In an undirected graph [Undirected graph] \(G\), two vertices \(u\) and \(v\) are called connected if \(G\) contains a path [Path (graph theory)] from \(u\) to \(v\). Otherwise, they are called disconnected. If the two vertices are additionally connected by a path of length 1, i.e. by a single edge, the vertices are called adjacent.

## Connected graph

A graph is said to be connected if every pair of vertices in the graph is connected. This means that there is a path between every pair of vertices.

## Disconnected graph

An undirected graph that is not connected is called disconnected.

## Weakly connected graph

A directed graph [Directed graph] is called weakly connected if replacing all of its directed edges with undirected edges produces a connected (undirected) graph [Connected graph].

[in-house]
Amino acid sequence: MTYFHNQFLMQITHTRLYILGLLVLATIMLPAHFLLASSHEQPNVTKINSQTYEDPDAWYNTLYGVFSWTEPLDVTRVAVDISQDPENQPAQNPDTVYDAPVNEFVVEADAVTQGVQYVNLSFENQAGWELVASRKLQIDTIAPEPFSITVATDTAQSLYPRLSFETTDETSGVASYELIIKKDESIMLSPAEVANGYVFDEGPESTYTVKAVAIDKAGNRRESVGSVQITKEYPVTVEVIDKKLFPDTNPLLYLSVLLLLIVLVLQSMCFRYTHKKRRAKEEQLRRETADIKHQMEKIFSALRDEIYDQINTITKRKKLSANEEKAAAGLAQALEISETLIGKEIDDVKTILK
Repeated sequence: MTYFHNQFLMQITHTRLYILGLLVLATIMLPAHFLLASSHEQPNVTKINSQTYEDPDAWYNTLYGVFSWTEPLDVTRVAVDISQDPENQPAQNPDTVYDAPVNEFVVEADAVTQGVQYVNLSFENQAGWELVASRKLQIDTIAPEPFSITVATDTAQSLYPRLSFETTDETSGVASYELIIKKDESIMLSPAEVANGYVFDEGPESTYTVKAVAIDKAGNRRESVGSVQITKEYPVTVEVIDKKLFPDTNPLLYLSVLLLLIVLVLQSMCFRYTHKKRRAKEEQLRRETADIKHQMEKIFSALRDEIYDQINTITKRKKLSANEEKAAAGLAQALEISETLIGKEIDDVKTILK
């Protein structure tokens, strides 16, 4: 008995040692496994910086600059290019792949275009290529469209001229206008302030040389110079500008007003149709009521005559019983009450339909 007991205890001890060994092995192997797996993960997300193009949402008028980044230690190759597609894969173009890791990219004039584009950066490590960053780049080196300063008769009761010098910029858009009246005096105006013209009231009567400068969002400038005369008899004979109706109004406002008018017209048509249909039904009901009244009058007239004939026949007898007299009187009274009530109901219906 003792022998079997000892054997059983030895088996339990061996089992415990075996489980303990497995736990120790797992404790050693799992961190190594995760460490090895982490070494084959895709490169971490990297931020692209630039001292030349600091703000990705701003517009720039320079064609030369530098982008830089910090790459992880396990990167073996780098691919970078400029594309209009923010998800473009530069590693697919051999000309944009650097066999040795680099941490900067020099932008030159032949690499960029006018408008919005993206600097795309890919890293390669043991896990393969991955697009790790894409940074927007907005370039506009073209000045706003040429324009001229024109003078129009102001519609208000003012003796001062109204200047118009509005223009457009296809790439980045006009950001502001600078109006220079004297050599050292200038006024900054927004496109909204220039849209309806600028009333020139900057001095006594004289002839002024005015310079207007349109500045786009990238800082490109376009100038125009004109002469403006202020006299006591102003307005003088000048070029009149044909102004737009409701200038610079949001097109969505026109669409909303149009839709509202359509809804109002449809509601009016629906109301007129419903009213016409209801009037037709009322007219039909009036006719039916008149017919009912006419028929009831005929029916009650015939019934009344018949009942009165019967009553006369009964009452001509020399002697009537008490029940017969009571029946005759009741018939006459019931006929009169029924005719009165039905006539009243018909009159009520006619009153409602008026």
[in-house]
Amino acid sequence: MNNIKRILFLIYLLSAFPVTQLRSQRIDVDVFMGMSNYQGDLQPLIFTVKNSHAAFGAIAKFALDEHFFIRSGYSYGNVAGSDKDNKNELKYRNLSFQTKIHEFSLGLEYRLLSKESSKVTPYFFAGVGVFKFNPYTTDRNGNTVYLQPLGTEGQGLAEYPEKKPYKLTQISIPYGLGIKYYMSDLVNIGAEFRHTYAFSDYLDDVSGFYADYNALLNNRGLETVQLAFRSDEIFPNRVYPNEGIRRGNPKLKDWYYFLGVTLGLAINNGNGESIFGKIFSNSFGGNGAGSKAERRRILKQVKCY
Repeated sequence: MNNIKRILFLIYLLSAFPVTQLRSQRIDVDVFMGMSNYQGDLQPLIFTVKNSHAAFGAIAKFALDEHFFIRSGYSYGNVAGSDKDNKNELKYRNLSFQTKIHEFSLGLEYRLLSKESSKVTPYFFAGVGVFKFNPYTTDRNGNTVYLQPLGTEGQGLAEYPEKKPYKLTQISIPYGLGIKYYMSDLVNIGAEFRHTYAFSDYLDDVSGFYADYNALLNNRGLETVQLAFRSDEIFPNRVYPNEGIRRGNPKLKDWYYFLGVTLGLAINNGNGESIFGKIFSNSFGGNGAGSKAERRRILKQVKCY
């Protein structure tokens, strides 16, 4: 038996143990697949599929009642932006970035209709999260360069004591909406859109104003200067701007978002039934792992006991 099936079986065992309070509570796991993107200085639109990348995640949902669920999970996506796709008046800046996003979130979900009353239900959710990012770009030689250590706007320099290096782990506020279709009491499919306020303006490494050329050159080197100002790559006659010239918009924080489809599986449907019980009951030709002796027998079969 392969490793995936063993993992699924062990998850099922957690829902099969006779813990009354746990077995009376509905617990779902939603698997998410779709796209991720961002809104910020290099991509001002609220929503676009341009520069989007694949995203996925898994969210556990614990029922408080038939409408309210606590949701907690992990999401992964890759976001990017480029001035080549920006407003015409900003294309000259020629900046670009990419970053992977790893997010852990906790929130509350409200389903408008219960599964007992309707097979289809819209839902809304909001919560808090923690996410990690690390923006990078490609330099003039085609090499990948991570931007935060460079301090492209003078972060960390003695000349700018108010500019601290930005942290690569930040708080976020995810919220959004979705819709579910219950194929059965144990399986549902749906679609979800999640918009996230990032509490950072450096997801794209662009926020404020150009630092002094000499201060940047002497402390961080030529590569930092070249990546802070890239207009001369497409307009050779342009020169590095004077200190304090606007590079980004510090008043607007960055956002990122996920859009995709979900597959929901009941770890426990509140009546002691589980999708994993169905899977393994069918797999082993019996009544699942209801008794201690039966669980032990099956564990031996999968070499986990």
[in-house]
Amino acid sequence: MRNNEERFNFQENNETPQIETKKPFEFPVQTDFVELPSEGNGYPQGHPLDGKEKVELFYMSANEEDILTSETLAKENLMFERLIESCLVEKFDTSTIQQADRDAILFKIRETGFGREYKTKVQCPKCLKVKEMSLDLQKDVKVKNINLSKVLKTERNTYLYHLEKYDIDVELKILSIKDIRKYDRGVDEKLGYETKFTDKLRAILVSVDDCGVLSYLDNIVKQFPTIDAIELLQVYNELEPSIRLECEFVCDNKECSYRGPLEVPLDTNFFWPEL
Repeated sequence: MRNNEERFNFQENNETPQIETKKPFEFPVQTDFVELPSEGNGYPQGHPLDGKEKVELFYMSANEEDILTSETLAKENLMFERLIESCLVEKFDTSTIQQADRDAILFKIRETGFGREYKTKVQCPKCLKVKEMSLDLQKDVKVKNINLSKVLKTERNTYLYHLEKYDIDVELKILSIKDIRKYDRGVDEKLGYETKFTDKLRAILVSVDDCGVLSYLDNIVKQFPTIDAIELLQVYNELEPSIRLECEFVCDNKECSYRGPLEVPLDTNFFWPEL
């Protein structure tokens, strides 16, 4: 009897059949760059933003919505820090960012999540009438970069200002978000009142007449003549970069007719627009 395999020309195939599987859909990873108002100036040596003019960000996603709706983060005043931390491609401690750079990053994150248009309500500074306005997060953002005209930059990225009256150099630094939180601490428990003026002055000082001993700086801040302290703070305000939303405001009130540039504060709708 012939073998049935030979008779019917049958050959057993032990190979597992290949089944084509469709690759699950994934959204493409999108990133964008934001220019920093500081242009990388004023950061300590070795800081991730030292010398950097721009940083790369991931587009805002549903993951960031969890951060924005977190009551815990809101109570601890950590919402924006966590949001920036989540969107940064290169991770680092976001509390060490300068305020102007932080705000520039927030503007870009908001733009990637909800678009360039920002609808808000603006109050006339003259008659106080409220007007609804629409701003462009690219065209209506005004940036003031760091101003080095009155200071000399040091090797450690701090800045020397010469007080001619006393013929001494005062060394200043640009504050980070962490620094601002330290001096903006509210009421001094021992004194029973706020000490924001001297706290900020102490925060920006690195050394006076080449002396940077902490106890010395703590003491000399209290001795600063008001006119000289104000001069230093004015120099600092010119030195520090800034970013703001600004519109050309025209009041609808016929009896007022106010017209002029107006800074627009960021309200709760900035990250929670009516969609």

## Unilaterally connected graph

[A Directed graph] is unilaterally connected or unilateral (also called semiconnected) if it contains a directed path from u to v or a directed path from v to u for every pair of vertices u, v.

## Strongly connected graph

[A Directed graph] is strongly connected, or simply strong, if it contains a directed path from u to v and a directed path from v to u for every pair of vertices u, v.

## Bibliography

## References

*Wikipedia*, November. https://en.wikipedia.org/w/index.php?title=Connectivity_(graph_theory)&oldid=1120776993#Connected_vertices_and_graphs.